To interact or engage in informal communication with others for mutual assistance. That s the definition of networking, according to the American Heritage College Dictionary. It sounds simple, yet most of us could use some tips making the most of this promising win-win activity.
To that end, I asked Debra Fine, a former engineer-turned-corporate speaker who has helped employees at IBM, the U.S. Treasury Department and Wells Fargo Banks develop conversational skills, to share her best tips. Here s what the author of The Fine Art of Small Talk: How to Start a Conversation, Keep it Going, Build Networking Skills and Leave a Positive Impression! (Hyperion, 2005) had to offer:
LESSON NO. 1
It s up to us to take the risk of walking up to somebody new, Fine says. The number one mistake people make at a networking event is hoping someone they know will show up. We d rather talk to someone familiar because we fear being rejected by someone we don t know, she says. To put the risk in perspective, Fine notes, It s far riskier to get on an airplane.
Shy people, in particular, have difficulty meeting new people because they worry people are watching their every move. They tend to believe there s some kind of spotlight in these rooms and everyone knows we re here, she says. Not so.
Fine suggests looking for people who are standing by themselves, not eating a meal. While there s no guarantee that will work, you have likely spotted a more approachable person, she says.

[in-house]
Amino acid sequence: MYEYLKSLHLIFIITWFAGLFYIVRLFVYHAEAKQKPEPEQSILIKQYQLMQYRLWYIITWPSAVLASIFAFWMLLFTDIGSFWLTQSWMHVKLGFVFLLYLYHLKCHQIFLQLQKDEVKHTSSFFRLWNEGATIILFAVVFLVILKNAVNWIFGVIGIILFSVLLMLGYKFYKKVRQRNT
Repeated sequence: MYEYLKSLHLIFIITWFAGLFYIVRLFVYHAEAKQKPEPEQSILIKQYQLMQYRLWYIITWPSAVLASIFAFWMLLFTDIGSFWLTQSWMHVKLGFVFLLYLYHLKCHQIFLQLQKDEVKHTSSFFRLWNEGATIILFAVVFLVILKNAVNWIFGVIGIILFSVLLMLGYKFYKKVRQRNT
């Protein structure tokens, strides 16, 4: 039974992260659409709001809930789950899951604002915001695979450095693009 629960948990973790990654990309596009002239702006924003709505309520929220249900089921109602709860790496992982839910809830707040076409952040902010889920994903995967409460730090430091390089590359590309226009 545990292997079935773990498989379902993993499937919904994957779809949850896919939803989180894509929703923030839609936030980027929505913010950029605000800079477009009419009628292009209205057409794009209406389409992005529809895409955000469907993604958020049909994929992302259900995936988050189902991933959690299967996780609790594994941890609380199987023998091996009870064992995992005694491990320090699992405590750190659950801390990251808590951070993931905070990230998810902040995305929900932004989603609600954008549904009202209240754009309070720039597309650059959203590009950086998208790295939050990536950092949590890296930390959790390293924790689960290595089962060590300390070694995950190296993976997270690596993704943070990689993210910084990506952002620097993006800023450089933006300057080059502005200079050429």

Pay attention to your body language. If you act nervous, others will feel uncomfortable. Act confident and comfortable even when you re not, Fine says.
LESSON NO. 2
It s up to you to assume the burden of your comfort in social situations. If you do not remember someone s name, you should not focus on your own potential for embarrassment. Simply admit the problem in a polite manner: I m sorry but I can t remember your name. That s a much more productive step than avoiding your potential contact to protect yourself from a little discomfort.
Come prepared to any gathering ready to make conversation. I used to hope everyone else would come up with things to talk about, Fine admits. Now before I enter a room or sit down to lunch, I have two or three things I want to talk about. Fine calculates that this prep work takes two to three minutes. One obvious ice breaker: What got you involved in this organization?
Fine suggests avoiding questions like Are you married? and Where are you from? because they can lead to dead-end conversations. Instead ask for opinions about relevant or interesting issues. Listen carefully to the answers for information that can keep the conversation going, she adds.
LESSON NO. 3
Follow Up. Not in an obnoxious way, Fine warns. Rather than giving out your card, ask people for theirs. Express appreciation and then use what she calls one of the best exit lines: Is it ok if I give you a call next week? Rather than impose yourself, make sure you have an invitation to follow up after the event.
Be mindful as you finish every conversation. Make a positive impression by shaking hands and saying goodbye as you leave, Fine advises.
Conducted strategically, small talk can result in a big payoff.
Leslie Whitaker Got a problem at work? Leslie Whitaker, co-author of The Good Girl s Guide to Negotiating, would like to hear from you. Send Leslie an e-mail at firstname.lastname@example.org or write to P.O.Box 5063, River Forest, Ill. 60305
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